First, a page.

I’ll visit all 32 Irish counties, vows Prince Charles

Heir to the British throne Prince Charles, who fifty years ago this month became the Prince of Wales, kicked off St Patrick’s Day celebrations here early with dinner at the Embassy of Ireland accompanied by his wife Camilla, the Duchess of Cornwall.

Both are regular and enthusiastic visitors to Ireland with the Prince using the occasion to vow that he hoped to visit the 17 counties he has not yet been to so he can say he has been to all 32 before he “dropped dead” or “loses his marbles”.

In a speech, which featured a few words in the Irish language, Charles said he hoped to get round to visiting the other 17 Irish counties he had not yet visited before he ‘dropped dead’ or ‘loses his marbles’.

Among those present was the Ireland’s Minister for Foreign Affairs Simon Coveney – who earlier exchanged words in private with Northern Secretary Karen Bradley to express the country’s concern and displeasure at her prejudicial Bloody Sunday remarks in the Commons earlier that day – comedian and TV presenter Dara O Briain, and actors Fiona Shaw, Sir Kenneth Branagh and Adrian Dunbar.  

Charles, who has visited Ireland annually for the past five years, said: “Above all we are friends, we are partners and we are the closest of near neighbours, bound together by everything that we have in common – and by just how far we have come together.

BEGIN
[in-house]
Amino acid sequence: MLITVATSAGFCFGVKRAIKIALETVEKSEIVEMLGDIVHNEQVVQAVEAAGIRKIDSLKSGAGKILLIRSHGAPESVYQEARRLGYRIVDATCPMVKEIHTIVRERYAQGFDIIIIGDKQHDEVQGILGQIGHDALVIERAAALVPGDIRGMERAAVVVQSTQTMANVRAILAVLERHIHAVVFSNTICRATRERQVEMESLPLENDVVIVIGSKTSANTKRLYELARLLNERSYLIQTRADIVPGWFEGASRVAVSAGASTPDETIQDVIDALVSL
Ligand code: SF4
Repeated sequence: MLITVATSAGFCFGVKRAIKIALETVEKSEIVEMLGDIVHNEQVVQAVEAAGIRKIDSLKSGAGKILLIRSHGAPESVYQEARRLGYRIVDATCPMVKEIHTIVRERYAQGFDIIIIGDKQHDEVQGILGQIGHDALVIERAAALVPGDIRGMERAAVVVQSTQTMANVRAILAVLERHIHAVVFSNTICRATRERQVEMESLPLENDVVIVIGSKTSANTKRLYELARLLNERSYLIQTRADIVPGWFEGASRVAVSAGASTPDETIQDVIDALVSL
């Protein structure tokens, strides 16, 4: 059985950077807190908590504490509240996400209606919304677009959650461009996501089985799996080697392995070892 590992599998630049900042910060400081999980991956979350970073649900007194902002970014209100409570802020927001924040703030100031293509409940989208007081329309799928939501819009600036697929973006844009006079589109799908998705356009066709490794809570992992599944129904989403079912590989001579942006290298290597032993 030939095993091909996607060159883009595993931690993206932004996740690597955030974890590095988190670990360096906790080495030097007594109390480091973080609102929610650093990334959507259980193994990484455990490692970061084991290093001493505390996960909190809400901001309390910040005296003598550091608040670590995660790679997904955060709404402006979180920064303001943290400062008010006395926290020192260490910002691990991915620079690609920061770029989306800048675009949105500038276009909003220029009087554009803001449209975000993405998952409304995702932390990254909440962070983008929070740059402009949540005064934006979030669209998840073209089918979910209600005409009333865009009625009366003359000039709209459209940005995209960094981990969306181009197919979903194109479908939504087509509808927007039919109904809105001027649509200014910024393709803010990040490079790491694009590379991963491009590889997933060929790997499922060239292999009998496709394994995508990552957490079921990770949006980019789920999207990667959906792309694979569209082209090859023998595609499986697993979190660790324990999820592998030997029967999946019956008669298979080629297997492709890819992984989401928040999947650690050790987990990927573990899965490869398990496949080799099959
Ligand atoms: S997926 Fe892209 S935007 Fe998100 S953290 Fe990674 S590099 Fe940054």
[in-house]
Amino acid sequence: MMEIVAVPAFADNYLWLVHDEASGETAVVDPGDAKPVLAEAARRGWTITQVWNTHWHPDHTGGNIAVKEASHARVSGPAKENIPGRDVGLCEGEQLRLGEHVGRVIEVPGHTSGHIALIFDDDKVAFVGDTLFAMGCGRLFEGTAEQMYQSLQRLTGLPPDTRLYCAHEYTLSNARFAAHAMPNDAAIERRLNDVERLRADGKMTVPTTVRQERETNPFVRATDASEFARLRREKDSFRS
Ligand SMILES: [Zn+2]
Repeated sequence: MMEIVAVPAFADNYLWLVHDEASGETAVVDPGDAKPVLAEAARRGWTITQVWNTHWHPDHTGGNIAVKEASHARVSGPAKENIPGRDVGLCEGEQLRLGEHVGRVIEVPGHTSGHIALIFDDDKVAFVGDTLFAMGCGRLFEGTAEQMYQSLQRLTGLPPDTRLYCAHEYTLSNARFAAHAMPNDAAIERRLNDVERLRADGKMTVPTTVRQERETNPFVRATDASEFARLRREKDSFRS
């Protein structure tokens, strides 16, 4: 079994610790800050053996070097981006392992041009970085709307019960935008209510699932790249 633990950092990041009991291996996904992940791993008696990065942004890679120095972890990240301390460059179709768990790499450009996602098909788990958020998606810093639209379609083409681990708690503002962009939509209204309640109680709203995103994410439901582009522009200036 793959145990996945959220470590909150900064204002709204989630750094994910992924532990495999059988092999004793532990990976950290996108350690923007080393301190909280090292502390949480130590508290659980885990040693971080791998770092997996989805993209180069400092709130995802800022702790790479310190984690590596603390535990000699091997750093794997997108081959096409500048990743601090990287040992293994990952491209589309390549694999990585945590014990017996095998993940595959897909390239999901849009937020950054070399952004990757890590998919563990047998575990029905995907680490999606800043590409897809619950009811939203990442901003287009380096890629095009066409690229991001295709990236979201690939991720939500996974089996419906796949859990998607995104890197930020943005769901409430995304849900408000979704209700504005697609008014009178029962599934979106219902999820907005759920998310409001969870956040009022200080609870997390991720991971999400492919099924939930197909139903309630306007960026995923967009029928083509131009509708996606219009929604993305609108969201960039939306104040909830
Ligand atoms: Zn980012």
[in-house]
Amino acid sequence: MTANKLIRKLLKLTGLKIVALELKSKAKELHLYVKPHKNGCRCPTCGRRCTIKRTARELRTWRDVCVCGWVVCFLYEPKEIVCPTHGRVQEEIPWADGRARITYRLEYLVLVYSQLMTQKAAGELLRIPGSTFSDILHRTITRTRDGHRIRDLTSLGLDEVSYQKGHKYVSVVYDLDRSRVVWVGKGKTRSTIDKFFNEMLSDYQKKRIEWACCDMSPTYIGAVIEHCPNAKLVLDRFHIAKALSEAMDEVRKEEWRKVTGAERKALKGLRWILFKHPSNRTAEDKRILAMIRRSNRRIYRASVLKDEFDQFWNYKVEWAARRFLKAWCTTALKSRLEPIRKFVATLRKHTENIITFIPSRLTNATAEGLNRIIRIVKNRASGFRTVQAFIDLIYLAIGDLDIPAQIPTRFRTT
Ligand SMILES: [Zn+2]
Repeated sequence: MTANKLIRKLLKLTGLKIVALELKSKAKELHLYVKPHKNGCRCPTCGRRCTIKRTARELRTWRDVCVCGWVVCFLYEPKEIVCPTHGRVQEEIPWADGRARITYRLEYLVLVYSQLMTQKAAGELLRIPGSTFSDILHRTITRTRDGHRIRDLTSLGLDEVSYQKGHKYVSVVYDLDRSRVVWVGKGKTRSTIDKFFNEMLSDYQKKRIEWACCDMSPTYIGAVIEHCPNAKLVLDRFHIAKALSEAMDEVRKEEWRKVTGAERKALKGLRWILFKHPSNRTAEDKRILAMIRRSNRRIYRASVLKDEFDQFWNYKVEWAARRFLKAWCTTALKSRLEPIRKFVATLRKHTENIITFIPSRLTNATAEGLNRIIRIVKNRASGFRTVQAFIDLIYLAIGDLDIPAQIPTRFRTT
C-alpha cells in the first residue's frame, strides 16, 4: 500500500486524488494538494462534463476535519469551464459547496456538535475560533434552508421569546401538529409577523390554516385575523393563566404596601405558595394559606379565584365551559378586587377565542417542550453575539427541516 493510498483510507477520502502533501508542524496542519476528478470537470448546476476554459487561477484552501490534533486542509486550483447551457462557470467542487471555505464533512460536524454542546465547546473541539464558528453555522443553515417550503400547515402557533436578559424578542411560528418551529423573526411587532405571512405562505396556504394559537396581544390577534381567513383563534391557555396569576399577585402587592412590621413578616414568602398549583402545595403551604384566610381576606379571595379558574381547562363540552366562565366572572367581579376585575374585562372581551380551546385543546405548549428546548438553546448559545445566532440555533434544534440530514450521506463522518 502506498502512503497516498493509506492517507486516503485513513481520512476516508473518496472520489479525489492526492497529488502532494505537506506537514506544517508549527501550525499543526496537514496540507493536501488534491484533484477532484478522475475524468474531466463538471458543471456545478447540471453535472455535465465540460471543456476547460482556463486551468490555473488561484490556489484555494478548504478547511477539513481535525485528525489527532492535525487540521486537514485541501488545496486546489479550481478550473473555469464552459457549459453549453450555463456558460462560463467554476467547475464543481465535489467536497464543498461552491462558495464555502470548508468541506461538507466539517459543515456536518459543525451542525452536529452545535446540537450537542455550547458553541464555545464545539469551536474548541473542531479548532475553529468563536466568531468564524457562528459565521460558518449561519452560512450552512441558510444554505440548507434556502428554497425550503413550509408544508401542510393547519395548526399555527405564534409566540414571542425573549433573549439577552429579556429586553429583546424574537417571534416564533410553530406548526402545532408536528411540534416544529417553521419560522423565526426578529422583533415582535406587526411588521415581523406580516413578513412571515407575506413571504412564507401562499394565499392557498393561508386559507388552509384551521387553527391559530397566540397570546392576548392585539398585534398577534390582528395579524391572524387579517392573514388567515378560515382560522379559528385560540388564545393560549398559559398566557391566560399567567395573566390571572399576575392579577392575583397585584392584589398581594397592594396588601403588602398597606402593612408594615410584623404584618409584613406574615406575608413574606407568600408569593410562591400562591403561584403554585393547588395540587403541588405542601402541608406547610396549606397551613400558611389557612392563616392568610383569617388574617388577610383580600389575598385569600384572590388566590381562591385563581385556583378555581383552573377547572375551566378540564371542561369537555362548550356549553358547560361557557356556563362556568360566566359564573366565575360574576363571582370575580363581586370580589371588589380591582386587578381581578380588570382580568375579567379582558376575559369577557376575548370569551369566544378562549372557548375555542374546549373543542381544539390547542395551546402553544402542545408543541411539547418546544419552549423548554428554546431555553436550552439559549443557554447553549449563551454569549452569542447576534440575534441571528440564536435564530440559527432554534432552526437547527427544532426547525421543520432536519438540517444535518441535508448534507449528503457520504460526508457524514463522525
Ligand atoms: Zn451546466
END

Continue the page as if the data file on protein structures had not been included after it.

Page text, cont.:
“If I may say so ladies and gentlemen, this is precisely why it has been of such importance to both my wife and myself that we too should visit Ireland so often over these past few years – to experience and celebrate as best we can the unparalleled bonds between our two countries and to highlight just what a fundamental difference they make to us all.

“And I must say I’m slightly amazed to find that we’ve managed to visit 15 counties already.

“I am quite determined before I drop dead and finally lose my marbles that I should get around to the remaining 17.

“And so, as our relationship evolves over the coming months and years, I have both the faith and the hope that the essential friendship between the people of Ireland and the people of the United Kingdom will not only endure but will renew itself for generations to come.’

He wished everyone a happy Saint Patrick’s Day in Irish with the words: “La Fheile Padraig sona daoibh.”

Mr Coveney acknowledged the Brexit tensions that have dominated London-Dublin-Belfast relations in recent months and said it was a privilege to be at the event to celebrate the British-Irish relationship approaching Saint Patrick’s Day “at a pretty serious time for everybody”.

“All of us here this evening understand that it’s not a time of entirely plain sailing in this relationship. There are some big issues at stake.”

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